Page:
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  19. Fine, bloggers have played a role, but thats because some of us, like in Seattle, got sick of watching aholes ruining it for the rest of us. OK some people got in early, and they've seen increases over 10-30 years. Fine. But when some jackwad doubles the price of his 250k home to 500k in three years, thats when I say a hefty bite me.
    No sympathy, none whatsoever. Blame the blogs, its easier than blaming the sucker in the mirror, and America is all about the rich finding new suckers wherever they can. You gotta watch your money in this society, absolutely. Most investing is not a sure thing, its gambling, and if you lose, then tough toenails. Unfortunately, it looks like whole economy may lose. Oh well, the next generation will learn some great lessons that the boomers never did.

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  20. John Fontain said...
    "David deserves credit for running a great blog and helping to spread the truth about the housing bubble. But he isn't responsible for the correction in home prices."

    Clarification ... I never said David was responsible for the fall in prices. What I said was that when Lereah used his models to determine how much prices would fall, those models probably didn't take into account the larger number of people waiting it out on the sidelines due to the media's proliferation of a bubble theory ... which started in the blogs (David's as well as other.) So what I DID say was that by creating the idea of a bubble which ultimately got picked up by the main stream media, the fall in prices became more abrupt and more deep than otherwise would have occured had the blogs not come up with a bubble theory. I.e., minus the idea of a bubble as invented by blogs, prices would have acted more in line with what Lereah predicted using models which are based on factors as they existed in past cycles. The blogs have introduced a new factor ... "news" from new sources. In the past news would have come from NAR, established economists, etc. Now it can come from someone establishing a blog and proclaiming there is a bubble. Crowds react to news ... like they do to the shout of "fire!" The question is "Is there really a fire?" ... Not "Will crowds react to the shouts of "fire!"? David (in combination with other bloggers) has in his small way influenced where prices are now.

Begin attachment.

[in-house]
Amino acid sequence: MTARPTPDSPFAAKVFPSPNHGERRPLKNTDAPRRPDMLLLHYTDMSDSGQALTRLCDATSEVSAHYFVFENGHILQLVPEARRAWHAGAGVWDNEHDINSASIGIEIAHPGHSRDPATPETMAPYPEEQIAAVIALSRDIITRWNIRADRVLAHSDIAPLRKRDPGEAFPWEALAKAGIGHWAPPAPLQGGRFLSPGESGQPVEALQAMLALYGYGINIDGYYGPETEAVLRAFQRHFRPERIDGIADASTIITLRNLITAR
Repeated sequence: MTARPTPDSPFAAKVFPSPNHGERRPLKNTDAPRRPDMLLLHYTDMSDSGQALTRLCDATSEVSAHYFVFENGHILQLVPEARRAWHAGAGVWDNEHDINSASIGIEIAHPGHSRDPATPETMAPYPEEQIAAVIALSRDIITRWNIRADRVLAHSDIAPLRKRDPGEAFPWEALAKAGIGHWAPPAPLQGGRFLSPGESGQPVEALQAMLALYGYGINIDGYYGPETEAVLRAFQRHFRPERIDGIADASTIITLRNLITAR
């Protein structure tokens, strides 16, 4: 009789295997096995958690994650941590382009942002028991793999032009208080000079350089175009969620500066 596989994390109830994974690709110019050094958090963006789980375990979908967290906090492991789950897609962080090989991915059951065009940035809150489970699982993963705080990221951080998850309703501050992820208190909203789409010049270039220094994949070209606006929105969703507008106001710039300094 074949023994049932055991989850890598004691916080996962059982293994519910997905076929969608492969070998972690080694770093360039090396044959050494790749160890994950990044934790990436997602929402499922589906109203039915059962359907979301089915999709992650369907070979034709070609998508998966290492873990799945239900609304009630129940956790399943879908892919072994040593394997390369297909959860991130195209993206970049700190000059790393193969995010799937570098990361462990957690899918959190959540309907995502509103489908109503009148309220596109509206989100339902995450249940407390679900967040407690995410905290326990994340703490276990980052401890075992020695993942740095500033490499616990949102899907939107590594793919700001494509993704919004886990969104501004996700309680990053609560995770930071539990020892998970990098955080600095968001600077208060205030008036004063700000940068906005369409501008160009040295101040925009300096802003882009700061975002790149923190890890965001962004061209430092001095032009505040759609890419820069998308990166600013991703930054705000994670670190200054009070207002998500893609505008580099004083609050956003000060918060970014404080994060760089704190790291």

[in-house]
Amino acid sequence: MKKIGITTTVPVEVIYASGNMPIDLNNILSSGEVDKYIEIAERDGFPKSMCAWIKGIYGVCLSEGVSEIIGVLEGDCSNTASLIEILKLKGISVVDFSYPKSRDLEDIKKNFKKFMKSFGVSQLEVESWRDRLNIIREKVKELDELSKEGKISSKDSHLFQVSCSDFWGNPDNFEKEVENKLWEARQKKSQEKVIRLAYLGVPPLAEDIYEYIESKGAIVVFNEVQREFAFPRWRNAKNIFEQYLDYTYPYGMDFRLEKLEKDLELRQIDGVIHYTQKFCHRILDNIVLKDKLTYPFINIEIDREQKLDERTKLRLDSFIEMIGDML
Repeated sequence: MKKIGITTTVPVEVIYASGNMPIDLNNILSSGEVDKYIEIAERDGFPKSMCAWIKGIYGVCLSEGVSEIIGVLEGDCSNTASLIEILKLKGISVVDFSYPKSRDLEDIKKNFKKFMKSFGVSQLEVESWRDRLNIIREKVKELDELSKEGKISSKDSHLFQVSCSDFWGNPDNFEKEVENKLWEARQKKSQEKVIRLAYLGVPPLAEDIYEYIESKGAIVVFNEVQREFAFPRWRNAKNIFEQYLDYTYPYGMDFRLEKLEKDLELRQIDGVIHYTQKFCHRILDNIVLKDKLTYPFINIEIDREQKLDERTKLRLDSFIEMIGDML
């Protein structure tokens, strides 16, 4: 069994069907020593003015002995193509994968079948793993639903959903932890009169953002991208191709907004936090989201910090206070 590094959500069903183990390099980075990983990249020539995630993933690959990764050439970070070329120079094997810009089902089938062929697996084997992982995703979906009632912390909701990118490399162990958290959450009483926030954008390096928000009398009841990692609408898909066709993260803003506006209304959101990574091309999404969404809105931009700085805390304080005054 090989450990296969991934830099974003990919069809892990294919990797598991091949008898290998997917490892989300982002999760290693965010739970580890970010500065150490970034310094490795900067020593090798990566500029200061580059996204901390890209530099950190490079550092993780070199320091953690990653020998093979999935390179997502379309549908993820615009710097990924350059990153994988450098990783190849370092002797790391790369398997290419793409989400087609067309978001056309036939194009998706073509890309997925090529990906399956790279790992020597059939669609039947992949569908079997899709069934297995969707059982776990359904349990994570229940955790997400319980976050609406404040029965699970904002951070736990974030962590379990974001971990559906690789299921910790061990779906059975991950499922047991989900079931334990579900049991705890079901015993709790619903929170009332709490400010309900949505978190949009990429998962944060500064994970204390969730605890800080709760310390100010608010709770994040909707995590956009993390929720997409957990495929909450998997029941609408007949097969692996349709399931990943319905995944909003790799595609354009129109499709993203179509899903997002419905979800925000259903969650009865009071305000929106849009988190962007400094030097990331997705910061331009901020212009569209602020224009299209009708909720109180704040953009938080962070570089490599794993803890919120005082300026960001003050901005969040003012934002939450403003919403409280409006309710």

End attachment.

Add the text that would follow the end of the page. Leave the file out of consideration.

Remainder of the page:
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  21. John Fontaine said:
    "I'd venture to guess that if you did a survey of 1,000 random people in Sarasota, in DC, or anywhere, that the percentage of respondents who had seen or heard of a housing bubble blog would be miniscule (I'd venture a guess of less than 2%)."

    It doesn't matter whether individuals know about the existence of blogs or not. The idea of a bubble originated with the blogs (or at least got spread by the blogs) and ended up in the mainstream media because of the blogs. Individuals know what they've read and heard in the mainstream media. Any drop in prices is of course going to be more profound then they would have otherwise been when you have front page articles saying "prices are going down". Just like price rises were faster on the way up when the like of NRA was implying "buy now or forever be priced out". And just like I always said that prices had to stop climbing so fast, I also believe they won't go down much (if any) in the midterm(i.e., prices 3 - 5 years from now will be no lower than they were at their height) and in the longterm (i.e., 5+ years) they'll be rising again at normal rates of appreciation.